Sundew is a very special plant: Its small rosette of leaves lies directly on the ground and can therefore easily be overgrown by stronger plants – if it were not for their very special adaptation to extremely nutrient-poor, wet peat and raw soil locations. The plant gets the nitrogen it lacks at these points by attracting, catching and digesting insects. And so it can grow where other plants can no longer find enough nutrients.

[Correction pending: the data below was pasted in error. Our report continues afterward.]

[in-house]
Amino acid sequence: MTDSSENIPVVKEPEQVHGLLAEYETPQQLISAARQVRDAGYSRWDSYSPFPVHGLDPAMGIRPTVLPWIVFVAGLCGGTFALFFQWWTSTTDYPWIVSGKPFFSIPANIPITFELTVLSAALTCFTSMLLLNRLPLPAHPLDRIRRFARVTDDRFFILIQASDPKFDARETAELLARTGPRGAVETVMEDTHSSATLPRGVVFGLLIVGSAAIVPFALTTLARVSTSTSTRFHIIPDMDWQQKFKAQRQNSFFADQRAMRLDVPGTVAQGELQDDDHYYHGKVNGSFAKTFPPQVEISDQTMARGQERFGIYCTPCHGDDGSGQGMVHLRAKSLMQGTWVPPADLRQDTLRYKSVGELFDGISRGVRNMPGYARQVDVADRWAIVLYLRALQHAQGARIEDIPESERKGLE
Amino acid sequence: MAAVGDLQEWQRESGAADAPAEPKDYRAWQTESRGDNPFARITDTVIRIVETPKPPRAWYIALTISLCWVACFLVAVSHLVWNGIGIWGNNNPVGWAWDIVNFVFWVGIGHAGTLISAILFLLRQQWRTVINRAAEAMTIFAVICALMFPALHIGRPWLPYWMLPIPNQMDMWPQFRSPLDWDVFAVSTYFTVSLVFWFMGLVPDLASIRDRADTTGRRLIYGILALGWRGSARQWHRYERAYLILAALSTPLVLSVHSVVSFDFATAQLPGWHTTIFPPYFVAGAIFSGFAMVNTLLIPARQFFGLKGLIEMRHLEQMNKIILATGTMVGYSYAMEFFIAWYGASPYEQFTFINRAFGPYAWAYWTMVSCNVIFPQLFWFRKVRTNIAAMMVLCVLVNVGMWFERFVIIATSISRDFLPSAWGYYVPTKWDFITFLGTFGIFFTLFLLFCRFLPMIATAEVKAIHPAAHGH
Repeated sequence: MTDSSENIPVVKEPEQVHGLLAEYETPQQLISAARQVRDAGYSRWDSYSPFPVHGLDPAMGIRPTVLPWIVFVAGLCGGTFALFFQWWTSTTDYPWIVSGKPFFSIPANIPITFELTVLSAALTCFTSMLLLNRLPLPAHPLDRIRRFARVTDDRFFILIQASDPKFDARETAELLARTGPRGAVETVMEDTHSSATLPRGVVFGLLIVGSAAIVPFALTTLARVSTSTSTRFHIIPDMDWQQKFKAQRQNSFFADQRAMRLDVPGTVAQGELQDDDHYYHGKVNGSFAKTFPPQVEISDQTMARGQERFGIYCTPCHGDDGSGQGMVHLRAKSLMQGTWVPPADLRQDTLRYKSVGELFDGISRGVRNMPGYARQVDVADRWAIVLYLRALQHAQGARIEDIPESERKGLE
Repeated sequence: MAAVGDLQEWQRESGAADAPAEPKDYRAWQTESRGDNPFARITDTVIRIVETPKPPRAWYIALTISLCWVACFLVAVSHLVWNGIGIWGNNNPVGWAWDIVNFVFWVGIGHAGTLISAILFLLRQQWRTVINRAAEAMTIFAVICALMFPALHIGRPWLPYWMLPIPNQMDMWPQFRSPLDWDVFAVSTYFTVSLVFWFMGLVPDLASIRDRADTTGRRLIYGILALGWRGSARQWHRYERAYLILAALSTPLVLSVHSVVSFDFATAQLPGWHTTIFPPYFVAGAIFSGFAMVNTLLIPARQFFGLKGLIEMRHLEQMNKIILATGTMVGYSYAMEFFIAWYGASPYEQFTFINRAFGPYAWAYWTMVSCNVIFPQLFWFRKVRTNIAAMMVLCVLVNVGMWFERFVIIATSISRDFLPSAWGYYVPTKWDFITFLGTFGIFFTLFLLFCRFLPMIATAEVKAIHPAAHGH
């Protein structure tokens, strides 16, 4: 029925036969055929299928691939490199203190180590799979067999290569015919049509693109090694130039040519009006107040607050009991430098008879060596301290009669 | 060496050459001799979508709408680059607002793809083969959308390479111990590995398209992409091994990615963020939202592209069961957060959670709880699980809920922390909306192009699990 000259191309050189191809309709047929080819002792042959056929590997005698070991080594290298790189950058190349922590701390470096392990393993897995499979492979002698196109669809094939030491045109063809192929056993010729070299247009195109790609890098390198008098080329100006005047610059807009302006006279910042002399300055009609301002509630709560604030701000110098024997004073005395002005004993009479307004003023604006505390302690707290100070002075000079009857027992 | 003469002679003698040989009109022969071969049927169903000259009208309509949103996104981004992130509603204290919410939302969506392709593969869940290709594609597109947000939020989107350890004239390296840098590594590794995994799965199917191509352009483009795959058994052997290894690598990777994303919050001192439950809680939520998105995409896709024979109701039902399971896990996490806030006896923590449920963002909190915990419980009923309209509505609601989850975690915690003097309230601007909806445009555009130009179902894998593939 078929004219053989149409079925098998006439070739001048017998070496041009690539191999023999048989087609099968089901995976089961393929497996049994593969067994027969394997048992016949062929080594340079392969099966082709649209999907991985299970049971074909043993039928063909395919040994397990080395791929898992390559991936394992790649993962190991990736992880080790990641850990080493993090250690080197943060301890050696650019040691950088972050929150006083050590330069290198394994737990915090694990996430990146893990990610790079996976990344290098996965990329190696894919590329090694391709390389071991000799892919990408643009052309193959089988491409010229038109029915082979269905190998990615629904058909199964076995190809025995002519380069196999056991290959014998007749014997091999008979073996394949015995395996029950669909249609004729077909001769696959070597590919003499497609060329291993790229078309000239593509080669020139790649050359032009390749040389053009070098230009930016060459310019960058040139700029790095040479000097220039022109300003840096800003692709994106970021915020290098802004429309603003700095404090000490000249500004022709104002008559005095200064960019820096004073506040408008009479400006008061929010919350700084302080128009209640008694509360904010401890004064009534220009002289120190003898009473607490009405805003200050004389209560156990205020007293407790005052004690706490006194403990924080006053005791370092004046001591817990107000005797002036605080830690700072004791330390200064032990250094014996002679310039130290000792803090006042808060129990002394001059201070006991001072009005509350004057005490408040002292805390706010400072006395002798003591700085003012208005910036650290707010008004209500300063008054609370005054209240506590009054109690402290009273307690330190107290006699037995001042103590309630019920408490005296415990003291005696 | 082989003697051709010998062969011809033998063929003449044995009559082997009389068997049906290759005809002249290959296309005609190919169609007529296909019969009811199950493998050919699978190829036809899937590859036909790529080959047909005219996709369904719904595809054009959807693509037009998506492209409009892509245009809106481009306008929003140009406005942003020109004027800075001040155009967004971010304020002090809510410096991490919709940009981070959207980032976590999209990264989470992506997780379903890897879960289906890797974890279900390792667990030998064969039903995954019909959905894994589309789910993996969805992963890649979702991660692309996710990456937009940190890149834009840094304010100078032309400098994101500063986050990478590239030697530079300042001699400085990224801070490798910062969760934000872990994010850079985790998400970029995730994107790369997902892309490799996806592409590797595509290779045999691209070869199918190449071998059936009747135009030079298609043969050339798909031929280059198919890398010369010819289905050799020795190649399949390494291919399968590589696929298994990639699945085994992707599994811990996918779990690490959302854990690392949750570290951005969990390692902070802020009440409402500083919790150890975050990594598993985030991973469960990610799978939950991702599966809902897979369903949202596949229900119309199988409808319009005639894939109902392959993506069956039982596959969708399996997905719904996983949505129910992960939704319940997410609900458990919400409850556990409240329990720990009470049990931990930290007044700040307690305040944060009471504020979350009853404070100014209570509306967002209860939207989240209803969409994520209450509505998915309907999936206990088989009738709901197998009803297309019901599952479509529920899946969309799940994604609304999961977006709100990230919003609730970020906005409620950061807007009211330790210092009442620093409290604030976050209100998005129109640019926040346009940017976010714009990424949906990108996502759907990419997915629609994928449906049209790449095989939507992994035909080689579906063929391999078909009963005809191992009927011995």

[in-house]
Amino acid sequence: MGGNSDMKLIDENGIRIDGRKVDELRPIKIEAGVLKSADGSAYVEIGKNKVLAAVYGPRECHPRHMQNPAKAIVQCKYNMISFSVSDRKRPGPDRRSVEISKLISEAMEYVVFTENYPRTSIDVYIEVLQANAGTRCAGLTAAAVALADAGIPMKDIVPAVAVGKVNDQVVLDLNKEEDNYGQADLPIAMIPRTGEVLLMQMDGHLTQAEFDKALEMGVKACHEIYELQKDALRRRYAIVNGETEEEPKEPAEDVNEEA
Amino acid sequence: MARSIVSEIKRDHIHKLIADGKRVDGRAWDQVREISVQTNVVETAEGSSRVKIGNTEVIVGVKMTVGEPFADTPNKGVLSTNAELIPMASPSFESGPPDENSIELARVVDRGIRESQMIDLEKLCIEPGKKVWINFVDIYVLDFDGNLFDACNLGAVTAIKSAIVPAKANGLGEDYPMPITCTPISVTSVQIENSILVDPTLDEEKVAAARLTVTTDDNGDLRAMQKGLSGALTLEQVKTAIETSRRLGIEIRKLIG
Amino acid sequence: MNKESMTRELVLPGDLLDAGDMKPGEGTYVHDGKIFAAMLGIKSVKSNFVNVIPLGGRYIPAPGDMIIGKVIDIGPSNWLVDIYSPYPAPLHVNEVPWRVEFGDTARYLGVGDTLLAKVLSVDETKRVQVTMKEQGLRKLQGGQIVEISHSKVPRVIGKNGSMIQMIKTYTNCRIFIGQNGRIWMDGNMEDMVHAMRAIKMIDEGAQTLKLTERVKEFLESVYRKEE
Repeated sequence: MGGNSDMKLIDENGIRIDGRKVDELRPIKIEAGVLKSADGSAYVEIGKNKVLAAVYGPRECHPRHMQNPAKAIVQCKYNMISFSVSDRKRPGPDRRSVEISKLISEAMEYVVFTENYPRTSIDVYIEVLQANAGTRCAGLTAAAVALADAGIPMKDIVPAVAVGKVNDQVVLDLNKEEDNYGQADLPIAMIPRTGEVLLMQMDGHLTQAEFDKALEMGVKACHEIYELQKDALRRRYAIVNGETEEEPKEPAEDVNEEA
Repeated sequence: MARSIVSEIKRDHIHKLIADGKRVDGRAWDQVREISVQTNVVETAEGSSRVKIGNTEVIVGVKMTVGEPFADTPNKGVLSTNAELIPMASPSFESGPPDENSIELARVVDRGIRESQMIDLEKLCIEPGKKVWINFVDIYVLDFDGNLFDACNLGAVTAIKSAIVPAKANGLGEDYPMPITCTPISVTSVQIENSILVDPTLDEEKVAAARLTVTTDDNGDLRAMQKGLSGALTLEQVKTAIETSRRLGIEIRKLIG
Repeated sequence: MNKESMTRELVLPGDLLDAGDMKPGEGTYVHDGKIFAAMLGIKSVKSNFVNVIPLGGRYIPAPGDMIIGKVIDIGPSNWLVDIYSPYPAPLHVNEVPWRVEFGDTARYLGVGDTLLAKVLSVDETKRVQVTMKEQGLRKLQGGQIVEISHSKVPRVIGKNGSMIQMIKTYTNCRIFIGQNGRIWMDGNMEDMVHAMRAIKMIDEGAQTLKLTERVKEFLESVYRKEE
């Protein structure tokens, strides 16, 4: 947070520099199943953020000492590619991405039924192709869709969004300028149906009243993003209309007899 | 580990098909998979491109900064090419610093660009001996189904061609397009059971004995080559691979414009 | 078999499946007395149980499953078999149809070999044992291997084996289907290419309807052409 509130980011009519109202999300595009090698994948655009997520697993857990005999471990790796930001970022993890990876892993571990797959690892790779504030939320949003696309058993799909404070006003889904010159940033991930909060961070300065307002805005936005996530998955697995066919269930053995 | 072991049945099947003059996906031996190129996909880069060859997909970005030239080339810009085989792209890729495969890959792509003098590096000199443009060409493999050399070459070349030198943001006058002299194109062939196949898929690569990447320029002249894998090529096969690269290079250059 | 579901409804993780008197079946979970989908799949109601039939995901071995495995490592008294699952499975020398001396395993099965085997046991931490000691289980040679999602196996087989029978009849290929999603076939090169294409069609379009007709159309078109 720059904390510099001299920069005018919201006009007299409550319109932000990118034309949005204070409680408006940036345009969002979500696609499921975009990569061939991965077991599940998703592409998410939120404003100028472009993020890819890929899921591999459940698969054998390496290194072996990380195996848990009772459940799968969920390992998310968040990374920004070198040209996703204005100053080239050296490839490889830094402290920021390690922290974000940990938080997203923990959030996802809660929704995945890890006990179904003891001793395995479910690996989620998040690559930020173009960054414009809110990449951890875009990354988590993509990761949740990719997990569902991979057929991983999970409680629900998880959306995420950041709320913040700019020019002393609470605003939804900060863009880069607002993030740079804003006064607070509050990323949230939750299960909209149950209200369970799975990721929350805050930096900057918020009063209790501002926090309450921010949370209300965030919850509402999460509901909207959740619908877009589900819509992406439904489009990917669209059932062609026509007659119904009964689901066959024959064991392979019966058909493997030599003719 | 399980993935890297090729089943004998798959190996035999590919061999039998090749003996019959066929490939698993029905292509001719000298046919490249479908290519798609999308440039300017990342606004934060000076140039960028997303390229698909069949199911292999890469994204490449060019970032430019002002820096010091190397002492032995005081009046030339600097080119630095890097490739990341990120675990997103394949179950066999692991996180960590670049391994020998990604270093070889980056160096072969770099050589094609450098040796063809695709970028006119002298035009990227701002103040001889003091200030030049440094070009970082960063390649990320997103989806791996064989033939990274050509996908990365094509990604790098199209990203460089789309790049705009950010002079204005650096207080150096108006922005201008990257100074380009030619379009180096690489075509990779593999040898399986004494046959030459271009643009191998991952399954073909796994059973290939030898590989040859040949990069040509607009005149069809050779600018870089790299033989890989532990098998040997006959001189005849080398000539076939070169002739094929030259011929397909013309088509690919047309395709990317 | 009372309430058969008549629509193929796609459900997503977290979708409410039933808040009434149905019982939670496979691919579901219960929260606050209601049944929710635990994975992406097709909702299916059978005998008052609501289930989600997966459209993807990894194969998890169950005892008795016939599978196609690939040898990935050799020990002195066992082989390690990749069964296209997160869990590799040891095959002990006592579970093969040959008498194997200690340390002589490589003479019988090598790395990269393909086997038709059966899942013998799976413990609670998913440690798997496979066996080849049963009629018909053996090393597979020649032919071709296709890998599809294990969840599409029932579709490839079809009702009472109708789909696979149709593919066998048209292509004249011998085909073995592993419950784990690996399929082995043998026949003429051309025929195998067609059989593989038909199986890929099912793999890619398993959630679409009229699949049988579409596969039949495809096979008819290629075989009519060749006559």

There are many small tentacles on the leaves of the round-leaved sundew. They consist of a stem and a viscous drop at the end. Small insects such as mosquitoes are attracted by the shiny and fragrant drops and held in place by the sticky liquid. If the tentacles are stimulated by the movements of the insects, they move towards the centre of the leaf, eventually the entire leaf bends in and surrounds the insect. The enzymes contained in the drops dissolve the insect down to the chitin shell within a few days. Special glands absorb the nutrients in the plant. Then the leaf spreads out and is ready to catch again. With the round-leaved sundew (Drosera rotundifolia) and the middle sundew (Drosera intermedia) two species occur in the Senne.